The workshop is held at the James Cook University Daintree Canopy Research facility, located within the Daintree World Heritage area in far North Queensland.  This location allows us to be free of distractions – there is no mobile phone service, no Wi-Fi, and no Internet.  We do make use of the incredible rainforest area with several opportunities to make images in this remarkable area.

 During this intense week of workshops, lectures and one on one tuition, we also have ample time to complete the processing and resolution of images into the final stage – making a beautiful high quality print.  I don’t know a single serious photographer (professional or amateur) who does not think that the completion of the image making process is anything other than a beautiful print.  We have on hand several pro standard Epson and Canon printers, plus a wide variety of papers available to try – all free as part of the workshop.  We have each brought home $300 - $500 worth of prints, ready for display.  

 Also supporting the workshop were our friends Geoff and Libby – the owners of Momento photo books.  Geoff and Libby have presented previously at LCCP at our request and in case any members don’t realise this – financial members of LCCP have access to the Momento Pro service, including a 30% discount on your first order and 10% off thereafter.  We commend the service to our members as we know how much they care about producing the best quality books possible.  Did I mention that photographers like Tony Hewitt, Peter Eastway, Ken Duncan etc all have their books printed by Momento ?  Did you also know that their highest quality books are printed on an Epson Pro 3880 ?  This just goes to show that the best printing technology available today is at our fingertips.  The Indigo Dy Sublimation printer ($1m and up) used for the volume and lower cost books can’t compete with a printer that costs you and me less than $2,000.00.  As Les says, “Go figure !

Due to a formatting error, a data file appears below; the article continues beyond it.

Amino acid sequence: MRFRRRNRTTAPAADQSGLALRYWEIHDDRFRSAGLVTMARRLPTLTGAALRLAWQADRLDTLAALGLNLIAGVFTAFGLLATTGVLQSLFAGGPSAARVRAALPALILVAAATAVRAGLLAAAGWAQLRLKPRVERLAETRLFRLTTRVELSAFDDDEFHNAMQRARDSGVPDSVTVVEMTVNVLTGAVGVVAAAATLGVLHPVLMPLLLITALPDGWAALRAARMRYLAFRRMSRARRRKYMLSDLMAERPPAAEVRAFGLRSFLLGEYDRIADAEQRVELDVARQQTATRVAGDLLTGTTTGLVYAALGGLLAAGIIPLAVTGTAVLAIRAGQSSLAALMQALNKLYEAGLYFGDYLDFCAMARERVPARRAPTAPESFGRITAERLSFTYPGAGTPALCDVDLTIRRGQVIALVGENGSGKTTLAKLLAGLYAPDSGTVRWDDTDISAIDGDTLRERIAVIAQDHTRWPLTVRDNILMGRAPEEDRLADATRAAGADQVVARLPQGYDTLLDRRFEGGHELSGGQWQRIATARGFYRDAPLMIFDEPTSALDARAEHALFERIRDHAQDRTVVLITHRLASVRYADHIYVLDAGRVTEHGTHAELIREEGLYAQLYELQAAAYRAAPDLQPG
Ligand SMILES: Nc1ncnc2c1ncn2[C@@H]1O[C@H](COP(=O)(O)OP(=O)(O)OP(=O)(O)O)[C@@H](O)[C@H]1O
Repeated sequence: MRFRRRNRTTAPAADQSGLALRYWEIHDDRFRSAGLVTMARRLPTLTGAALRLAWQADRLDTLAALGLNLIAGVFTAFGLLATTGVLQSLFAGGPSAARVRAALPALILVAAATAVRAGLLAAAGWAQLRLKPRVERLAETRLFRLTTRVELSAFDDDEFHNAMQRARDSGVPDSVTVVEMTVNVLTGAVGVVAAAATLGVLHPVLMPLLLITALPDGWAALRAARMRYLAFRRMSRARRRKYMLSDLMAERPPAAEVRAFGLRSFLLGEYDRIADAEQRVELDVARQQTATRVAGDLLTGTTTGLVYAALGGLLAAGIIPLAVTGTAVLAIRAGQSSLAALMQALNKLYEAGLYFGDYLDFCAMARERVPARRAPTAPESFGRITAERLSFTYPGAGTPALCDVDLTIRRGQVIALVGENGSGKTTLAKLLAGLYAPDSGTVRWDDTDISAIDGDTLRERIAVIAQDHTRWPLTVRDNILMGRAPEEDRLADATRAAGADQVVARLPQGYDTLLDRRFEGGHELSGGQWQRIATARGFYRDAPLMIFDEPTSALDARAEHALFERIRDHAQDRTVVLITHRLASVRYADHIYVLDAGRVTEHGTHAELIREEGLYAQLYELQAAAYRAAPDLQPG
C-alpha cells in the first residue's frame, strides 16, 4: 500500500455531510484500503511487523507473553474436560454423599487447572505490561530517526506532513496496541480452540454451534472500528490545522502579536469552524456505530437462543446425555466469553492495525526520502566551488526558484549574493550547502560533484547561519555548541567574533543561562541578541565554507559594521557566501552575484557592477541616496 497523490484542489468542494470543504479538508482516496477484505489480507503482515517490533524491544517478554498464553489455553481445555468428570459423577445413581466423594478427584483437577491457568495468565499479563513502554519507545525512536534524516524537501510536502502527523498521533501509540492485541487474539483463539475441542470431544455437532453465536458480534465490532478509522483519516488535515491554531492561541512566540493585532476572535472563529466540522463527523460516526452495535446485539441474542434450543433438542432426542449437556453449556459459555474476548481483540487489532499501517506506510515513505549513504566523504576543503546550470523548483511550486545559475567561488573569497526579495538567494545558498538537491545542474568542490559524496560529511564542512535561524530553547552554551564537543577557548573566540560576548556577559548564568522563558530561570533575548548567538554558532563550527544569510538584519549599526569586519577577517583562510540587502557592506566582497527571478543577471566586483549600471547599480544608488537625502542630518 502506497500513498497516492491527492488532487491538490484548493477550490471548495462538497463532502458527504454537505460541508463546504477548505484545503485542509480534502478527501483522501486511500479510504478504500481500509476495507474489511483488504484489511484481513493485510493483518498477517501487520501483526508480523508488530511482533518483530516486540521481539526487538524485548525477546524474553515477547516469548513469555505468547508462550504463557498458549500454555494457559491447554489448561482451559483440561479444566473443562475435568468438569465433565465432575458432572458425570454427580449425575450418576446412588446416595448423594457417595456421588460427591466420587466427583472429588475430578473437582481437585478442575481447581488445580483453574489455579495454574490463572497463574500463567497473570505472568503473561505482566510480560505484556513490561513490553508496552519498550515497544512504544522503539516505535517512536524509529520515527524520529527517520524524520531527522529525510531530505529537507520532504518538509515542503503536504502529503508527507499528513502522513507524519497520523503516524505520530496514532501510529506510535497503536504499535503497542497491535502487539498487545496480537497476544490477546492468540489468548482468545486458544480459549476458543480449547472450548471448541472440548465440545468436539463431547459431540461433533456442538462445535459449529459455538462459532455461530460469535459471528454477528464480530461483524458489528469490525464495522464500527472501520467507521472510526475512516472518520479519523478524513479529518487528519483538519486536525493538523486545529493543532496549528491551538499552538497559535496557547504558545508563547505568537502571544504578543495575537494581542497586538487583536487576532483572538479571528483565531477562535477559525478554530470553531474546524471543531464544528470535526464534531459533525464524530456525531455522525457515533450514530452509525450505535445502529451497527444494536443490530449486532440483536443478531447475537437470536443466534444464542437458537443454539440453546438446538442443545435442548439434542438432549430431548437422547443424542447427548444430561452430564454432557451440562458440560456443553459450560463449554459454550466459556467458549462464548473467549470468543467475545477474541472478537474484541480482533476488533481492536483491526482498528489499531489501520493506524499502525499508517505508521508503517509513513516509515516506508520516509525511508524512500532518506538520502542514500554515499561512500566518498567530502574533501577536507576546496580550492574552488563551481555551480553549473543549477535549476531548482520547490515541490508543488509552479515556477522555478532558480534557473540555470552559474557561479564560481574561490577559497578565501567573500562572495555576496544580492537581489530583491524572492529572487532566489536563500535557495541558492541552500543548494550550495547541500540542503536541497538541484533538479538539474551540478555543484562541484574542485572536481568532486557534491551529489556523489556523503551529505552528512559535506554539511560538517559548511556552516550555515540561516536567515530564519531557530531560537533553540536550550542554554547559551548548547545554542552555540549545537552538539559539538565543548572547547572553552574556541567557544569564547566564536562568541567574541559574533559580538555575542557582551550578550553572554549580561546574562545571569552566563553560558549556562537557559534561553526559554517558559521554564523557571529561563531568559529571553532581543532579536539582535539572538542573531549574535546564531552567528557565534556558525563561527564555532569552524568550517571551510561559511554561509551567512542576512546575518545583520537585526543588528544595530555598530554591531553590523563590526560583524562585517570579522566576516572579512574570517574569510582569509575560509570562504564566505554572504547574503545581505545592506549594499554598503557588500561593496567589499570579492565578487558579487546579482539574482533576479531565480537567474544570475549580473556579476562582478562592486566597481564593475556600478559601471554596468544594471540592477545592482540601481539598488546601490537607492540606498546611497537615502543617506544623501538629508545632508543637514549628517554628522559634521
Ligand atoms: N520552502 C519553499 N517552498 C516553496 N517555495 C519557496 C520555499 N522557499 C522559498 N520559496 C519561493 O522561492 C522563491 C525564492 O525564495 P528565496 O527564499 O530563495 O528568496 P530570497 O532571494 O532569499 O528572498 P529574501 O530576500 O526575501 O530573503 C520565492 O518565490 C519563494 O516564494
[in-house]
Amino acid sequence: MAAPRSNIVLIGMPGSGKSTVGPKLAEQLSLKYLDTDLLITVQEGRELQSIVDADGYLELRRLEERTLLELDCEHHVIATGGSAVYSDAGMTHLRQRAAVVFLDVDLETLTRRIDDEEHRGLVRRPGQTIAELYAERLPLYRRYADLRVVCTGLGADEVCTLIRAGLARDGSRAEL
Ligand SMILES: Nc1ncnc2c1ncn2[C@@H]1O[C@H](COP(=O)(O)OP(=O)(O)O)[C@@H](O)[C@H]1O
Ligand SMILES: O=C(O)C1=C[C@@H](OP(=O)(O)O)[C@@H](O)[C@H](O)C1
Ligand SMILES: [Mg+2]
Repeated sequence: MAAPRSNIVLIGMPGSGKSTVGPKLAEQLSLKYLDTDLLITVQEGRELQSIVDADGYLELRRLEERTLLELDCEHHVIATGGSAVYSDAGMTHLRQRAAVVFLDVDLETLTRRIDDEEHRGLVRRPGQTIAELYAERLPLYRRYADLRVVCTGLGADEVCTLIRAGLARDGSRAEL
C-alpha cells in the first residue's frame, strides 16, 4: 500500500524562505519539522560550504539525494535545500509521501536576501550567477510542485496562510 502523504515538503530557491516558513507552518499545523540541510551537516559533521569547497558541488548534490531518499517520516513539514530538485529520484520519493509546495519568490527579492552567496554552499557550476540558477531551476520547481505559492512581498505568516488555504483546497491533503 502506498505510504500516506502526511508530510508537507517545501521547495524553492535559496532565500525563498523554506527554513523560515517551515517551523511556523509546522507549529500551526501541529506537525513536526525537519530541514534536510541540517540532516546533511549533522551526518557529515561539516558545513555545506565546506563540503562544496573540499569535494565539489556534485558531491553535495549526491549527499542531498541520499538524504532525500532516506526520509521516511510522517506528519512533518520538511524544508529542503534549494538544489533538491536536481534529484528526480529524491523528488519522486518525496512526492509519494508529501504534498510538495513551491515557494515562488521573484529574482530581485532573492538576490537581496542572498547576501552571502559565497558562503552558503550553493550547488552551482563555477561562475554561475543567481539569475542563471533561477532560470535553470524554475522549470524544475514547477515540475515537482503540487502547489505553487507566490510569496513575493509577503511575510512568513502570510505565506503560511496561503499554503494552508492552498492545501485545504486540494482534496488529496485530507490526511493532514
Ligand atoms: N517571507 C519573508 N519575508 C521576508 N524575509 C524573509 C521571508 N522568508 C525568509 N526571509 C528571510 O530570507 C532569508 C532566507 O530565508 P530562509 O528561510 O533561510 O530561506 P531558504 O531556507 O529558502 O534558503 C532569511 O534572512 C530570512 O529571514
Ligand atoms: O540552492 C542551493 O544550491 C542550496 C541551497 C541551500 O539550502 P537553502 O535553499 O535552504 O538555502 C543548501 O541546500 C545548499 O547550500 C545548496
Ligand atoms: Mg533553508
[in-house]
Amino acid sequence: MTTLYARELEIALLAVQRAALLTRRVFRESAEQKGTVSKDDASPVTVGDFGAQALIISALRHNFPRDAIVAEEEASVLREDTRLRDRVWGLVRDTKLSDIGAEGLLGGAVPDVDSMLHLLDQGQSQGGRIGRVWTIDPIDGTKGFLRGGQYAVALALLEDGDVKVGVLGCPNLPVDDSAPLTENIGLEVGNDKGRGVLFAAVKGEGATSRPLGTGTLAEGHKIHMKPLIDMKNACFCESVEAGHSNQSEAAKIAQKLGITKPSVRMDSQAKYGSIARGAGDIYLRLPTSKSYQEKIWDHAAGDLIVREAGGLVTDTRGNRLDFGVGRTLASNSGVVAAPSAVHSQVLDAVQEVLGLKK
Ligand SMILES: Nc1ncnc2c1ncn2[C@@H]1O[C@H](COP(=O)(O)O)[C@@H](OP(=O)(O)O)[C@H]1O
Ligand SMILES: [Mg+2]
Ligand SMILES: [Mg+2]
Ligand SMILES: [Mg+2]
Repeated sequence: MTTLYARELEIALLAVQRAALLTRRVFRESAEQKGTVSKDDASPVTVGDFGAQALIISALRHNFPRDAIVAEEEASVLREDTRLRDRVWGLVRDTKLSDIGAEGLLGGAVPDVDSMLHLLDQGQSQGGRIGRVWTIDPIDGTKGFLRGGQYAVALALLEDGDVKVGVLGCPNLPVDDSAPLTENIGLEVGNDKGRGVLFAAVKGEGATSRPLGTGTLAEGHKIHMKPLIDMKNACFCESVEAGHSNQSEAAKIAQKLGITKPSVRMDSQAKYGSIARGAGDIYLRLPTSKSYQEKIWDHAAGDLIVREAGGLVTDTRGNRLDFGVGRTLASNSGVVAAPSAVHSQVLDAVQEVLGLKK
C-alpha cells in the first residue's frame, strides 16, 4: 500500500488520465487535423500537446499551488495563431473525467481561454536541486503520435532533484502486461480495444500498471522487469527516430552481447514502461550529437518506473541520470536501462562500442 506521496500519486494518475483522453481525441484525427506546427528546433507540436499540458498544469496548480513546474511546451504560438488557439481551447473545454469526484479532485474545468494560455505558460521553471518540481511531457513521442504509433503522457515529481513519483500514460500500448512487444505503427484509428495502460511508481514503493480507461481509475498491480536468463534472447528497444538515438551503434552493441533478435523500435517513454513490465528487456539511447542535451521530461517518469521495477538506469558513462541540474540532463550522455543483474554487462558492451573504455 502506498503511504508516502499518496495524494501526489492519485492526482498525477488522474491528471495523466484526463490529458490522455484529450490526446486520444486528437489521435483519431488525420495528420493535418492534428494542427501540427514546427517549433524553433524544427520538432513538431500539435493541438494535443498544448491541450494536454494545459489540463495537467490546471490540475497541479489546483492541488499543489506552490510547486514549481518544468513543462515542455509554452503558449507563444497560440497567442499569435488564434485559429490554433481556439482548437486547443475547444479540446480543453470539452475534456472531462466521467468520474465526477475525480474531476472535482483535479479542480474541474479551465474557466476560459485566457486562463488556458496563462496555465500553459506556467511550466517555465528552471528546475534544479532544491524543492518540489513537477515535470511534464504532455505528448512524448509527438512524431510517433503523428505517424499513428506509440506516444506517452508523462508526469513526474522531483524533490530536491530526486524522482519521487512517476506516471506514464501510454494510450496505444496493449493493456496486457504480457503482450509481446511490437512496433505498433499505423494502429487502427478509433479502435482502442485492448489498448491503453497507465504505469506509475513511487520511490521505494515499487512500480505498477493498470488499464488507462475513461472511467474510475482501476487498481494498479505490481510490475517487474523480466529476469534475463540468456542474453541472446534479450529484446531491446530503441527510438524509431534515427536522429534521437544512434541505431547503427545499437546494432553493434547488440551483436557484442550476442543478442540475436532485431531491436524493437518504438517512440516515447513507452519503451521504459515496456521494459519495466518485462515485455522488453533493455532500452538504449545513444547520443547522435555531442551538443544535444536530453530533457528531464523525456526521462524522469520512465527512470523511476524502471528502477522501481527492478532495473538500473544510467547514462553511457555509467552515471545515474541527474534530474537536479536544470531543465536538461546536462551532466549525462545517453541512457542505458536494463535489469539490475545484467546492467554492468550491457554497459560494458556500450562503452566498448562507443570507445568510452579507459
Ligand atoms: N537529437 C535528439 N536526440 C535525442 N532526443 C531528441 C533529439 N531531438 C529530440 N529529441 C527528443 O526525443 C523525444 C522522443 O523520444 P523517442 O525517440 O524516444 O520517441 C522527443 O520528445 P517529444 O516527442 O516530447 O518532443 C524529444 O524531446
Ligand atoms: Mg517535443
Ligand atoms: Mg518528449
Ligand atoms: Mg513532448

As part of the workshop we also have access to a wealth of notes, custom printer profiles for our beautiful fine art papers – each one lovingly prepared by Les and his son Andrey.  Sadly, I can’t share these with non-attendees, but these alone are worth serious money, for anyone serious about printing their heritage.  Did I mention that Les personally developed the “Platine” paper for Canson – a company that has been producing fine art papers for nearly 500 years ? 

 Apologies for this rather lengthy “rant”, but you may now have realised that we want to share the benefits of attending this workshop.  Tony Hewitt told me that in his opinion, this workshop surpasses anything else offered anywhere in the world (and not because he is part of it this year)

So, if any of you are really serious about developing your skill and vision as a photographer, you cannot do better than put next August in your diary and start saving now.  Buying a new camera body or lens won’t make you a better photographer, but investing in yourself undoubtedly will do that in spades.

P.S.  As a final part of the workshop, each of us submits two images made in the Daintree for evaluation by the JCU staff.  I am pleased to note that Maiva’s image was one of 5 selected and as a result, we are now the proud owners of a limited edition Tony Hewitt print, valued at over $500.

Going Soft